Saturday, 28 July 2012


Like most people, I gather, I was blown away by the Olympic Opening Ceremony last night. It was of course technically spectacular and visually stunning. I liked the fact that there was a sort of narrative and also some irony verging on self-mockery. I can understand why a Tory MP detected a socialist agenda in Danny Boyle's extravaganza, only seeing focus on suffragettes, the NHS, and sideswipes at bankers and exploitative industrialists. However I don't think there was a party political agenda; it was more a series of a few big images of British heritage and life, strung together with a thin story line. And it was brilliantly (and extravagantly) done. The immediate reaction of many friends on Facebook has been, "Wow, wow, wow!"

Nevertheless, after I'd listened to the lighting of the cauldron (I didn't stay up to watch, but have done since then on YouTube), I lay in bed and thought, "Yes, that was a great show. I'm glad I watched the bulk of it. But do I approve?" Do I approve of the arms race of Olympic openings? The continual effort to do bigger and better than anything before - epitomised by having the torch brought by a special effects speed boat driven by a millionaire footballer and ending up with seven young athletes lighting a succession of "petals" which came together to create the "cauldron".

Once, a long time ago, there were games in ancient Greece where people competed for nothing more than a garland of herbs. (We're priding ourselves on our gold medals weighing twice as much as China's in 2008 - get a life!) Once the Olympics were strictly for amateurs. Now our athletes are highly rewarded professionals. Once a single athlete ran into a stadium and lit the Olympic torch alone.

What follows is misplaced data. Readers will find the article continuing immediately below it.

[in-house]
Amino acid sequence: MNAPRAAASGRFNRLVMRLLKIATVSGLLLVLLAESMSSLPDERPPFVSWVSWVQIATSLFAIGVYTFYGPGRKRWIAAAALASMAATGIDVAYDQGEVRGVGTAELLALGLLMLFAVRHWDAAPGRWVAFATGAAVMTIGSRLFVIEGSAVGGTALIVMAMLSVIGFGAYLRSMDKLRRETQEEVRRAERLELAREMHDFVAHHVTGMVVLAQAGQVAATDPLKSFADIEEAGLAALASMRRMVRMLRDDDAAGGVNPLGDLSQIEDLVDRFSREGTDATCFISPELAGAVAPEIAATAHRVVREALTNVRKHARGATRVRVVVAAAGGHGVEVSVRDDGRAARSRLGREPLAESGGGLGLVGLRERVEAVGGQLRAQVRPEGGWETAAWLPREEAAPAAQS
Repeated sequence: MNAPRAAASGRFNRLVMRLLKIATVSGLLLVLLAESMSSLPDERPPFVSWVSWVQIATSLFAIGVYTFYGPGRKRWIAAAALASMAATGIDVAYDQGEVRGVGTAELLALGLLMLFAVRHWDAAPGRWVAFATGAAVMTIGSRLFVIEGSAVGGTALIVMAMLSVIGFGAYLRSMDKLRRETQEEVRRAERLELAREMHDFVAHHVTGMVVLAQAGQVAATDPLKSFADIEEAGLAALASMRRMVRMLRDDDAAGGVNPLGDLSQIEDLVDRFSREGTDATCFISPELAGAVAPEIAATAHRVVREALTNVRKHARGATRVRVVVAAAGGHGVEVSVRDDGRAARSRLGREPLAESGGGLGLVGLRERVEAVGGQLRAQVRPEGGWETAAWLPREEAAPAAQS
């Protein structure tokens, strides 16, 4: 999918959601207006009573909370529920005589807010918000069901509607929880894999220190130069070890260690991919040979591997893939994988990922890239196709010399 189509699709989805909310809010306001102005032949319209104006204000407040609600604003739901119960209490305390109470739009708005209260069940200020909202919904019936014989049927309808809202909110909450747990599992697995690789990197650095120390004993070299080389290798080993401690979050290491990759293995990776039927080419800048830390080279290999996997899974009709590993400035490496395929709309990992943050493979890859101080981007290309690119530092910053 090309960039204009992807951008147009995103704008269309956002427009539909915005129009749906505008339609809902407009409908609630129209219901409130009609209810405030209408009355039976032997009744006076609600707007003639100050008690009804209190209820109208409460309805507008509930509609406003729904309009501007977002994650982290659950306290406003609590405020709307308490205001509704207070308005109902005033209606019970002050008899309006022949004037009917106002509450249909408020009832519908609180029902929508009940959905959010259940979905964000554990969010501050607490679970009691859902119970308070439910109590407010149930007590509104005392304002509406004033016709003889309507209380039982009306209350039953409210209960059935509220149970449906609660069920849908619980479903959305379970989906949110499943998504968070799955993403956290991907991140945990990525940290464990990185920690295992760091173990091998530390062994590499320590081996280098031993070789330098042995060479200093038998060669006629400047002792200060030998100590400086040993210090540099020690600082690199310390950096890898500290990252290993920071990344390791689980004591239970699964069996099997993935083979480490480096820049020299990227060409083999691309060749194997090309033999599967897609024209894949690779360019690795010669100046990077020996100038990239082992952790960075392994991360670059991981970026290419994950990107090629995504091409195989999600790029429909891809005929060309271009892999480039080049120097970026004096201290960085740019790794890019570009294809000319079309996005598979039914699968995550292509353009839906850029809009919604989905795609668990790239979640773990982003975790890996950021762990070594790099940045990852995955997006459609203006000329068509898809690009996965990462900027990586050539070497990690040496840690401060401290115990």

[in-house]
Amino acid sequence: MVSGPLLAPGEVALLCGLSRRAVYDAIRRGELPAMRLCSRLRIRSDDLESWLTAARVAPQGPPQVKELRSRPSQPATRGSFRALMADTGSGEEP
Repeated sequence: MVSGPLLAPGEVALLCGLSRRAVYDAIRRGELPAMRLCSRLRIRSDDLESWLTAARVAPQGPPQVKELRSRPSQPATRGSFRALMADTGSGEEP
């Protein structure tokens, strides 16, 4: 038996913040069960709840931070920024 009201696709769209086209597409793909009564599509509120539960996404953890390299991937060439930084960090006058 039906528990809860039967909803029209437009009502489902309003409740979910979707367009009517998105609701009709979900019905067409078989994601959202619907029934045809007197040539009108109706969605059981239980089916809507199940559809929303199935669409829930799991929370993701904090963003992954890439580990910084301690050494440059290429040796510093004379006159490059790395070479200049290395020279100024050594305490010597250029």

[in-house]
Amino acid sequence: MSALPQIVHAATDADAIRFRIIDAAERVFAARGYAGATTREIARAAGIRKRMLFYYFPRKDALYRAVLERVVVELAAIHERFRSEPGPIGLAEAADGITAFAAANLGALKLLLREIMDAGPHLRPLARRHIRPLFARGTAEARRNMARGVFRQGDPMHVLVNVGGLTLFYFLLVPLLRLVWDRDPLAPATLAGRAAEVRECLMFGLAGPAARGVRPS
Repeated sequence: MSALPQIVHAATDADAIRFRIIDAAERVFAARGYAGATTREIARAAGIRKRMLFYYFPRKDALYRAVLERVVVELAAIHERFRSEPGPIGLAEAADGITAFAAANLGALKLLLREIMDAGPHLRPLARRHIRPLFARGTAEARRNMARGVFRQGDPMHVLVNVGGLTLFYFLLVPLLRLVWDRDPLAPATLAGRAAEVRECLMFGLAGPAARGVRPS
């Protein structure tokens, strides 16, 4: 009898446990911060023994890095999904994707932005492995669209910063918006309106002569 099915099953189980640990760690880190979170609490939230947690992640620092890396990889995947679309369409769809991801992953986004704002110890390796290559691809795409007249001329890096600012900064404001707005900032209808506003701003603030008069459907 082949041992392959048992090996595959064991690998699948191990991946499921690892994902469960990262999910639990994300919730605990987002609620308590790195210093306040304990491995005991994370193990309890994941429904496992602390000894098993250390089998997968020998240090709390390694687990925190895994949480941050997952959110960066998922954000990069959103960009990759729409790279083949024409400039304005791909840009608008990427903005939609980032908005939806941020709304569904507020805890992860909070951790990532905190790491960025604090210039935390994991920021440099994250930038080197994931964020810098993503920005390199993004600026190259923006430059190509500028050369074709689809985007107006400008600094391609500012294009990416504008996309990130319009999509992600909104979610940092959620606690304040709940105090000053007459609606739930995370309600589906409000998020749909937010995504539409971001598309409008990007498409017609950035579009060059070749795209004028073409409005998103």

It's sad, I think, that corporate sponsorship - "the Cocalympics" - and the entertainment industry have such a stranglehold on the Olympic movement that no one has the bottle to say, "Enough is enough. Money is needed more elsewhere. We do not have to be bigger and better." I agreed with Trevor Nelson on the BBC commentary team who, during the parade of the athletes, said something like, "This, to me, is always the best part of the ceremony - seeing the national athletes who have trained so hard for so long, coming into the stadium." That is what the Games are about. Let's have less of the competitive corporate razzamatazz, and more simplicity.


  1. Hello Michael and Jane.... It's a beautiful Friday morning and we have just had breakfast in bed! But just wanted to say that I showed your blog to Alan just now. I was curious to 'feel' his response to your writing... He was moved by it. Thank you for writing it for us! (Incidentally, Alan knows the Lee-Ann Womak and has loved dancing to it in the past. We used to Line Dance and for Alan this was a very important time for "dancing his way through troubled waters". I remember him once saying that if he could start his life all over again and choose his career it would be as a dancer!) When the time comes for us to look back on the "path of faith" reading your blog will be a significant 'sign post'! May the dance of today be a blessing for you! With love Jo

  2. Oh dear... I'm not very good at this! I seem to have answered a different place in your blog so the sequence isn't right! I'm clearly on a sharp blogging learning curve! XX

  3. Never mind, Jo! By the way, we both enjoyed the flowers you brought which lasted throughout the week. Thank you so much.